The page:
Yukos warning: Even BP is under threat

Click to follow
The Independent Online

Yukos, the Russian oil giant under attack from the country's authorities, has warned that all major companies in Russia could meet a similar fate.

Yukos, the Russian oil giant under attack from the country's authorities, has warned that all major companies in Russia could meet a similar fate.

In a briefing for journalists in London yesterday, the company defended itself against accusations from Russia's ministry of taxes that it used a network of 17 front companies to evade taxes. The ministry has claimed that Yukos owes 99.4bn roubles (£1.9bn) for 2000 alone in back tax and penalties.

Yukos will hold a full board meeting in London tomorrow to consider the tax demand, which was made in the past few days. The move led on Monday to lending banks warning the company that "a potential event of default has occurred".

Bruce Misamore, the chief financial officer at Yukos, and Dmitry Gololobov, its vice-president of corporate law, told reporters the company had broken no laws.

They said the "tax management techniques" used by Yukos in 2000 and subsequent years were common practice and legal. Mr Gololobov told The Independent after the event that the Russian government was seeking to establish a precedent with Yukos in punishing the use of this tax minimisation strategy.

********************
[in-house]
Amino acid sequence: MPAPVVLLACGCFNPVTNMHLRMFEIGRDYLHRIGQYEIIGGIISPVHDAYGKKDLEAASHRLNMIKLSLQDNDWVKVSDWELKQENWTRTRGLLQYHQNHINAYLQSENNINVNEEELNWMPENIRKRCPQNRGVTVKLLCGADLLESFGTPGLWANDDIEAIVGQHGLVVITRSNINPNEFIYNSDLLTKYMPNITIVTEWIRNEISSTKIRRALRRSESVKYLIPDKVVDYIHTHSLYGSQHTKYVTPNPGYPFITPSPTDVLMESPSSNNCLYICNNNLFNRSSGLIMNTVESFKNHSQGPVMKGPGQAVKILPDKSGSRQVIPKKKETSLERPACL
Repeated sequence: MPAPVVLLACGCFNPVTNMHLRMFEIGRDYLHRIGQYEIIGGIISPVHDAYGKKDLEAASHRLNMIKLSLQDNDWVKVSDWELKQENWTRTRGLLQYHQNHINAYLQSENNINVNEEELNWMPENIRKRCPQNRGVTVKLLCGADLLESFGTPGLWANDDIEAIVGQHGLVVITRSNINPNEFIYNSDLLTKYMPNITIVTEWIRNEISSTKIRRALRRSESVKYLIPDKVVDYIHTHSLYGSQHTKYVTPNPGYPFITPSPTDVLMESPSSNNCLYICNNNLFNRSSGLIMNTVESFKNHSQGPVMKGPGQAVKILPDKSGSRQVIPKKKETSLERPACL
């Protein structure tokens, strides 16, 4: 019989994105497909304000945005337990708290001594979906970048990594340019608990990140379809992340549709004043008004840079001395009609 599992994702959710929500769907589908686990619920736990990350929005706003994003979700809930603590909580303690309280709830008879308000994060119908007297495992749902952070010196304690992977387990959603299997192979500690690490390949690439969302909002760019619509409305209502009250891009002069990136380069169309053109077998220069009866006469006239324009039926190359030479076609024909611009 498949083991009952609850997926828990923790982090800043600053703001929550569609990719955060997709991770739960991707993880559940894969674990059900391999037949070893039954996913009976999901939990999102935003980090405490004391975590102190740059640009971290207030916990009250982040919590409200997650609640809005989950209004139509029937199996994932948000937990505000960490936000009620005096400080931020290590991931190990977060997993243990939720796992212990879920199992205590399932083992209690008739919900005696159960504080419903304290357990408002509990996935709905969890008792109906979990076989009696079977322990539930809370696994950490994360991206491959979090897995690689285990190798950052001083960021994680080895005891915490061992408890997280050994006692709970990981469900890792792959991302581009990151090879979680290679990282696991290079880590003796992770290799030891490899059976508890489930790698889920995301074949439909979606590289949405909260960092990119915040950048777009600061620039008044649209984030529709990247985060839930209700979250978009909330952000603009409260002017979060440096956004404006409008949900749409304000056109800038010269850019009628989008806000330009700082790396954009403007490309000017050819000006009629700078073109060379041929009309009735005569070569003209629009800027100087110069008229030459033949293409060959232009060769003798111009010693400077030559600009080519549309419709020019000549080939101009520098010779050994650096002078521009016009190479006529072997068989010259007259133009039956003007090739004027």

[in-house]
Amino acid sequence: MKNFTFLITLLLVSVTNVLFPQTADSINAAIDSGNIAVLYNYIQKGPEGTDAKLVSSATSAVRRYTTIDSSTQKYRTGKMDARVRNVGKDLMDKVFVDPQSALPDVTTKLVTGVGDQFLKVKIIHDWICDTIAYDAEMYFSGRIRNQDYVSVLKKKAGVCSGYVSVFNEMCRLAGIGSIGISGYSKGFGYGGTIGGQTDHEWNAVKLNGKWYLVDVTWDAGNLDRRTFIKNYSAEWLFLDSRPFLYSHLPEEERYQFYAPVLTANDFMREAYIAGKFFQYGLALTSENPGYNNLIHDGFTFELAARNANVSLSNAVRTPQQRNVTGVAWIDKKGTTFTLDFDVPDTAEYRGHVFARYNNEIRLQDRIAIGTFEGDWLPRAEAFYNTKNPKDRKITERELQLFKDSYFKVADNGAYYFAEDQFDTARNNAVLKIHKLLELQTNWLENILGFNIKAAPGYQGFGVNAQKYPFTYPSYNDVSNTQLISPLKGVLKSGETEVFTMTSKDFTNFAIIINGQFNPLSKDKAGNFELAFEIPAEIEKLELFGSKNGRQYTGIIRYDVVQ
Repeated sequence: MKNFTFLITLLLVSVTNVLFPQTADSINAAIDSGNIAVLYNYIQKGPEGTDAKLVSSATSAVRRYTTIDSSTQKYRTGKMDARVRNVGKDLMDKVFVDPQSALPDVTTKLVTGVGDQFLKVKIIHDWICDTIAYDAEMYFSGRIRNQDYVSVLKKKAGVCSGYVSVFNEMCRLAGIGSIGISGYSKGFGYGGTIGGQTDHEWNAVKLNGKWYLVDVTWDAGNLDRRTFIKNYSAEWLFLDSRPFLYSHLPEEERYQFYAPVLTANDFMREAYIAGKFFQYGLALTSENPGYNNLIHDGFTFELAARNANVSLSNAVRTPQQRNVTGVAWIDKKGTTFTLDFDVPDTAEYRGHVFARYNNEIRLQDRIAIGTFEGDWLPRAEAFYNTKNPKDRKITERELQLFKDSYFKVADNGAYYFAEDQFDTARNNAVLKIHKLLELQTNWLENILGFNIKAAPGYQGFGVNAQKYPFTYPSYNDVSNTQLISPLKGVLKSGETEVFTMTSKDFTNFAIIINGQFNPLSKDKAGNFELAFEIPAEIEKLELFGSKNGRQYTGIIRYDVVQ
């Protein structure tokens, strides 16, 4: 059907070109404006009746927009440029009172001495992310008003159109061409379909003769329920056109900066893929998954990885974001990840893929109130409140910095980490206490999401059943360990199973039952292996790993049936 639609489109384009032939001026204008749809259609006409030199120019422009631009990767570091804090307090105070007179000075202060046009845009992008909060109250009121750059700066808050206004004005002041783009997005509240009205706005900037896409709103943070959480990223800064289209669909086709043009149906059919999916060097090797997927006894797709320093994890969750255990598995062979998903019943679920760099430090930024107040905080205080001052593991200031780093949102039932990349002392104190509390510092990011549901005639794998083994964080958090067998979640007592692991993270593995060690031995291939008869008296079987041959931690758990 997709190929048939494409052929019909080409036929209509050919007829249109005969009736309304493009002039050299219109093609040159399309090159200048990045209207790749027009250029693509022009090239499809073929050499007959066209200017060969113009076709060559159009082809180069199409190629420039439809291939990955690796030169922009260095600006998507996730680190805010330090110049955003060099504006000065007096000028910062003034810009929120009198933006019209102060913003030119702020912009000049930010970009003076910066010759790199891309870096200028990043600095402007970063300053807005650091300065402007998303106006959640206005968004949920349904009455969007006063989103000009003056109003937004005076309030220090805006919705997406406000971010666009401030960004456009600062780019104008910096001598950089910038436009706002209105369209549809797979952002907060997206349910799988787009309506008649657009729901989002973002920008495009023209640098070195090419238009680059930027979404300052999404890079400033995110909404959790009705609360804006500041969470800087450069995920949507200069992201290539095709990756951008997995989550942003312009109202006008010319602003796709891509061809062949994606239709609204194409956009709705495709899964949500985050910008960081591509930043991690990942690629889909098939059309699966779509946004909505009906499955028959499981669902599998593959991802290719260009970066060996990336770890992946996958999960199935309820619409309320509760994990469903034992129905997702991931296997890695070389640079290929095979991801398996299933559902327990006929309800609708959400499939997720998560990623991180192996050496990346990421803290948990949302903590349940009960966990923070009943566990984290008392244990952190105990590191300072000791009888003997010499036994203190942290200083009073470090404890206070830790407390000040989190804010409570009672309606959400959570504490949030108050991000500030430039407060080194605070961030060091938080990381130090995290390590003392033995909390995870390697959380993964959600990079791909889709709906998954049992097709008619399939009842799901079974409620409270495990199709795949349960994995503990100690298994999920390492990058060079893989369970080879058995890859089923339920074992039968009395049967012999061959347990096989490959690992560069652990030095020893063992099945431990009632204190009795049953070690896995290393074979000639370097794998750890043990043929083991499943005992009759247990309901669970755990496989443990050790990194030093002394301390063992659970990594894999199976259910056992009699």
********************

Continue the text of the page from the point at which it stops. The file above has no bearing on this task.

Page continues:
He added: "This will be used as an instrument to attack any company, whenever they want. It will be a universal instrument of attack."

The tax demand relates to the tax breaks enjoyed by 17 Russian companies for operating in disadvantaged regions of the country. Yukos sold oil to these companies, which paid much lower tax than Yukos itself.

The Russian government contends that the 17 companies and Yukos were actually one and the same.

BP, which forged a multi-billion pound Russian joint venture with local player TNK last year, quickly moved to distance itself from the possibility of a similar tax threat.

Lord Browne of Madingley, BP's chief executive, revealed that its Russian partners had taken on full liability for any historic tax demands. He said the owners of TNK, led by "oligarch" Mikhail Friedman, had by contract taken the liability on themselves.

Lord Browne said: "Past taxes are entirely with our Russian partner in the contract. It is their problem.... We have a clean start as far as taxes are concerned."

Comments